So-called “ultra-fast fashion” has won legions of young fans who are able to snap up relatively cheap clothes online, but campaigners say the trend masks darker environmental problems.
Britain’s Boohoo, China’s SHEIN and Hong Kong’s Emmiol are the main players in a sector that produces items and collections at breakneck speed and rock-bottom prices.
Their internet-based business model provides fierce competition to better-known “fast fashion” chains with physical stores, like Sweden’s H&M and Spain’s Zara.
According to Bloomberg, SHEIN generated $16 billion in global sales last year.
However, environmental pressure groups slam the “throwaway clothing” phenomenon as grossly wasteful—it takes 2,700 litres of water to make one T-shirt that is swiftly binned.
“Many of these cheap clothes end up… on huge dump sites, burnt on open fires, along riverbeds and washed out into the sea, with severe consequences for people and the planet,” Greenpeace says.
Nevertheless, with inflation across the globe soaring to the highest level in decades, there is huge demand for low-price garments.And after the coronavirus pandemic, high-street shops with big overhead costs are struggling to compete.
‘Quantity not quality’
With T-shirts costing just the equivalent of $4.80 and bikinis and dresses selling for just under $10, for high-school students, such as 18-year-old Lola from the French city of Nancy, ultra-fast fashion shopping appears to offer unbeatable bargains.
Turning a blind eye to the environmental cost, she says brands such as SHEIN allow her to follow the latest trends “without spending an astronomical amount”.
Lola says she normally places two or three orders per month on SHEIN with an average combined value of 70 euros ($71) for about 10 items.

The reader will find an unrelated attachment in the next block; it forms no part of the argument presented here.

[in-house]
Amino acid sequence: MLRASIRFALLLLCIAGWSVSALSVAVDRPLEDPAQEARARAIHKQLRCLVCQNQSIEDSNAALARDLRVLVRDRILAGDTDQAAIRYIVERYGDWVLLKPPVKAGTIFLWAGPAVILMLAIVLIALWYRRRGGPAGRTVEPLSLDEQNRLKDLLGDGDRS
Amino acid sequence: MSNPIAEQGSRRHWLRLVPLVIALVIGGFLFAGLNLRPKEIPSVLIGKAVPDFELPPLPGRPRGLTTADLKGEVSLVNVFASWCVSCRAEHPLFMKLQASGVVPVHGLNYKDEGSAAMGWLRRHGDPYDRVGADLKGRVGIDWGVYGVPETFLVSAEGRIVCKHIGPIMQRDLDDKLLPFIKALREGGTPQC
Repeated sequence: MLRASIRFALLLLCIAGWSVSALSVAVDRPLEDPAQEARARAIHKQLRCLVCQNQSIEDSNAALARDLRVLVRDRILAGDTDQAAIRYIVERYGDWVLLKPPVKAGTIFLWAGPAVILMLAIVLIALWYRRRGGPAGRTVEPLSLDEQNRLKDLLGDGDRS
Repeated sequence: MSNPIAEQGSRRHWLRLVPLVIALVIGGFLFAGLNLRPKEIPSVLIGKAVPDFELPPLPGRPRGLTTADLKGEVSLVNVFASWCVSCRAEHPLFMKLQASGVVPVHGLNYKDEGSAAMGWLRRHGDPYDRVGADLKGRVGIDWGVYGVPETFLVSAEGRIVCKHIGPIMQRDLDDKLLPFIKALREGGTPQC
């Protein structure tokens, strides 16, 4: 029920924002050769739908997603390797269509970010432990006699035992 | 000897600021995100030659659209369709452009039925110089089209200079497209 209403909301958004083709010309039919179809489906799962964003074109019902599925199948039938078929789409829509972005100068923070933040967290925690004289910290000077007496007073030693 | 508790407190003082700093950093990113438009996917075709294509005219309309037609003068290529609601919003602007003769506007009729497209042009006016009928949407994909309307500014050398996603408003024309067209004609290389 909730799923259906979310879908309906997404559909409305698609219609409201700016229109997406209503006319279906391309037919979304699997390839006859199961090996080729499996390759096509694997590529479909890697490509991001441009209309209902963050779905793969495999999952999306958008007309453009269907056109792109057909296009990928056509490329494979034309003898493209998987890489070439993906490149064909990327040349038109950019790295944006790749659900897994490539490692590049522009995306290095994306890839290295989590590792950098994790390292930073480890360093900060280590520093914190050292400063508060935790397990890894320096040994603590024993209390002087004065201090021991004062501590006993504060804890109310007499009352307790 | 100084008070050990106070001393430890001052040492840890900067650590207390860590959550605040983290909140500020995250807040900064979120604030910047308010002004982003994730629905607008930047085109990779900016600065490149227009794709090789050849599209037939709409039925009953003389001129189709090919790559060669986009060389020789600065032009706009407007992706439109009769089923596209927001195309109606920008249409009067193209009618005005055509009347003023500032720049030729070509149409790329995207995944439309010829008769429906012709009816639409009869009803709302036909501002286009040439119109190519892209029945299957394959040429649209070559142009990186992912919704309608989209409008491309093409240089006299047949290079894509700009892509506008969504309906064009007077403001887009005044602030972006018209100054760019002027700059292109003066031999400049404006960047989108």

Ultra-fast fashion’s young target demographic are looking for “quantity rather than quality,” says economics professor Valerie Guillard at Paris-Dauphine University.
Much of the success of SHEIN, which was founded in late 2008, is attributable to its massive presence on social media networks, such as TikTok, Instagram and YouTube.In so-called “haul” videos, customers unwrap SHEIN packages, try on clothes and review them online.
The brands also extend their reach via low-cost partnerships with so-called social-media influencers to build trust and increase sales.
Irish influencer Marleen Gallagher, 45, who works with SHEIN and other firms, praised them for offering broader-size ranges.”They are unrivalled when it comes to choices for plus-size women,” she told AFP.
But not only does the industry have a reputation for devouring valuable resources and damaging the environment, ultra-fast fashion companies have also been plagued by scandals over allegedly poor working conditions in their factories.
Swiss-based NGO Public Eye discovered in November 2022 that employees in some SHEIN factories worked up to 75 hours per week, in contravention of China’s labour laws.
Britain’s Boohoo similarly faced criticism following media reports that its suppliers were underpaying workers in Pakistan.The industry’s carbon footprint is equally disastrous.
The French Agency for Ecological Transition estimates that fast fashion accounts for two percent of global greenhouse emissions per year—as much as air transport and maritime traffic combined.It comes as no surprise, then, that climate campaigner Greta Thunberg is damning.
“The fashion industry is a huge contributor to the climate and ecological emergency, not to mention its impact on the countless workers and communities who are being exploited around the world in order for some to enjoy fast fashion that many treat as disposables,” Thunberg wrote last year.The authorities are also beginning to scrutinise the brands’ practices.
The British Competition and Markets Authority has opened a “greenwashing” probe against Boohoo, Asos and George at Asda over concerns that some of the environmental claims about their products are misleading.Charlotte, 14, says she has decided to stop ordering from SHEIN and Emmiol.”I was happy to have new clothes, but then I felt guilty,” she said.Now “I look for them on Vinted”, an online marketplace for buying and selling new and secondhand items, the teenager said.